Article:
Archive for the ‘alfredo fusco’ Category
A cancer biologist has retracted a 2016 News & Views article in a Nature journal, alleging that the journal tried to censor his writing by asking him to remove passages that criticized another journal (Cell).
Carlo Croce, the sole author of the article in Nature Reviews Clinical Oncology from Ohio State University in Columbus, described the journal’s actions to us as “disgusting” and “worrisome.”
A spokesperson from the journal sent us this statement:
We regret that this situation occurred. We cannot comment beyond the retraction notice.
This isn’t Croce’s first retraction (we just found another recent one, in the Journal of Biological Chemistry, over image problems). He’s also co-authored multiple papers with Alfredo Fusco, a cancer researcher in Italy who has nine retractions under his belt, and is undergoing criminal investigation for scientific misconduct.
Here’s the retraction notice, published in Nature Reviews Clinical Oncology on October 4: Read the rest of this entry »
Consider this: Fragments of a PLOS ONE paper overlap with pieces of other publications. The authors used them without credit and without quotation marks.
This sounds an awful lot like plagiarism — using PLOS‘s own standards, even. But the journal isn’t calling it plagiarism. They’ve labeled this an instance of “text overlap,” a spokesperson told us, based on the amount of material that the paper shares with others.
The last author — Carlo Croce, who has two retractions under his belt — denies that he plagiarized, and says that his university has cleared him of a plagiarism charge from an anonymous whistleblower.
PLOS fixed this case last year with a correction notice — not the common course of action for a case of confirmed plagiarism. Take a look at the notice for yourself:
Retraction number nine, by The Journal of Clinical Investigation, is for duplicating data from another publication — which has also faced questions on PubPeer about image manipulation, along with many other papers by Fusco.
The retraction note for “The RET/PTC-RAS-BRAF linear signaling cascade mediates the motile and mitogenic phenotype of thyroid cancer cells” explains that the journal is pulling the paper even though the authors claim that they can reproduce the data:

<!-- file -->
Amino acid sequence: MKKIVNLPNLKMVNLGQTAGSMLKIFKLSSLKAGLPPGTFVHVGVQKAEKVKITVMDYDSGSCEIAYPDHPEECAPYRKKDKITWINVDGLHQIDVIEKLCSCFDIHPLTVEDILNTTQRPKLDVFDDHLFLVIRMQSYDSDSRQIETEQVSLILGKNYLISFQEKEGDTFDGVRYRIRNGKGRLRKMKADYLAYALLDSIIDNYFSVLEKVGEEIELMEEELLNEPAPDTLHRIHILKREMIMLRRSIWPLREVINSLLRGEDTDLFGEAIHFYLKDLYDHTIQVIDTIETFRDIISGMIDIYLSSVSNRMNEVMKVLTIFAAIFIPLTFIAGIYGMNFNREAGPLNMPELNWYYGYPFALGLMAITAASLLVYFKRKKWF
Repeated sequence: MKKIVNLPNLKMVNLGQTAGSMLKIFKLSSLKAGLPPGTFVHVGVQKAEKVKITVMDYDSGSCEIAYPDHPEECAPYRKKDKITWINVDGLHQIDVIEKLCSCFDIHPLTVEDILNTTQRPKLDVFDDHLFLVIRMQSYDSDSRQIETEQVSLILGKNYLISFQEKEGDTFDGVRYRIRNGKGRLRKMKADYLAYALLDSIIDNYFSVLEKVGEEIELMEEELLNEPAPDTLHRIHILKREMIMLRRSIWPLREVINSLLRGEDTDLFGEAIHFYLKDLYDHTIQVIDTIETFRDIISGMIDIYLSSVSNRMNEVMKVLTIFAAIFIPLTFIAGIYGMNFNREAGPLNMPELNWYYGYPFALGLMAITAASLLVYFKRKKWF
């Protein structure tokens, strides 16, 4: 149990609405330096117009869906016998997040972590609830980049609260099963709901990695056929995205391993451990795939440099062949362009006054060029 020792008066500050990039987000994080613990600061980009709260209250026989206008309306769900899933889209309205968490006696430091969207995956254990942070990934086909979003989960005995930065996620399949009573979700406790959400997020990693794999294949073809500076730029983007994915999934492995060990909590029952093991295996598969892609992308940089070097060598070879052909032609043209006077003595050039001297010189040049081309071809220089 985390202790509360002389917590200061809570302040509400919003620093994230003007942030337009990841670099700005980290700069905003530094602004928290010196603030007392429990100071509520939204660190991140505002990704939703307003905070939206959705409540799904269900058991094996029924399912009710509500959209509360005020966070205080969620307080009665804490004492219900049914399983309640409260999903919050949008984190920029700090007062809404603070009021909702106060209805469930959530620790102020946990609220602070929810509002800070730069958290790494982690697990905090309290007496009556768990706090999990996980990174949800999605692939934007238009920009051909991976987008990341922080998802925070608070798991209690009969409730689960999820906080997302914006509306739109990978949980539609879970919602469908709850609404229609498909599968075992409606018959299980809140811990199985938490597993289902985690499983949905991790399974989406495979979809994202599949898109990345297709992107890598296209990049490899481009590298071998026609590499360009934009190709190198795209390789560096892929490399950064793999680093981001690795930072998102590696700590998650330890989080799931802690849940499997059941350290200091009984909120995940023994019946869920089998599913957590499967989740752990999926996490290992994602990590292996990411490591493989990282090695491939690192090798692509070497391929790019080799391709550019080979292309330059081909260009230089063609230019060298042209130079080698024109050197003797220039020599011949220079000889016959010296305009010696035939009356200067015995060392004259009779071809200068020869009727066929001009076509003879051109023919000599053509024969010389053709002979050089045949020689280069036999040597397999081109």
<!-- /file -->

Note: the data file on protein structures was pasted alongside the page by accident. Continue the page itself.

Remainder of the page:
The investigation, which came to light in late 2013, had focused on eight papers thought to demonstrate evidence of image manipulation.
The latest paper, in the European Journal of Cancer, studied mice with a genetic alteration associated with lipomas (benign fatty growths) in humans.
Alfredo Fusco, a researcher in Italy under criminal investigation, now has a seventh retraction for manipulated images.
Alfredo Fusco, who is under criminal investigation in Italy for scientific fraud, has had two more papers retracted.
Both are in the Journal of Biological Chemistry (JBC). Here are the two studies: Read the rest of this entry »
Alfredo Fusco, a cancer researcher in Italy who is facing a criminal investigation for fraud, has had two more papers retracted.
Should scientific misconduct be handled by the police? It’s fraud week at Nature and Nature Medicine
Those are three highlights from a number of pieces that have appeared in Nature and Nature Medicine in the past few weeks. Not surprisingly, there are common threads, so join us as we follow the bouncing ball. Read the rest of this entry »
The first retraction has appeared for Alfred Fusco, a leading cancer researcher in Italy under criminal investigation for fraud.
A leading Neapolitan cancer researcher is under criminal investigation for fraud, the Italian press is reporting.
Although we have only rough translations of the story, it seems the researcher, Alfredo Fusco, of the National Council of Research’s Institute of Experimental Endocrinology and Oncology, has been accused of manipulating images in published studies and to strengthen the case for grants from the Italian Association for Cancer Research (AIRC).
The case covers eight papers published between 2001 and 2012, according to the media reports. We don’t know the specifics of the eight articles, nor why none appears yet to have been retracted. In our experience, the criminal inquiries usually follow the expose of scientific misconduct, not the other way around.
Fusco’s work is highly cited, with some 50 papers cited at least 100 times, according to Thomson Scientific’s Web of Knowledge.
According to the institute’s website: Read the rest of this entry »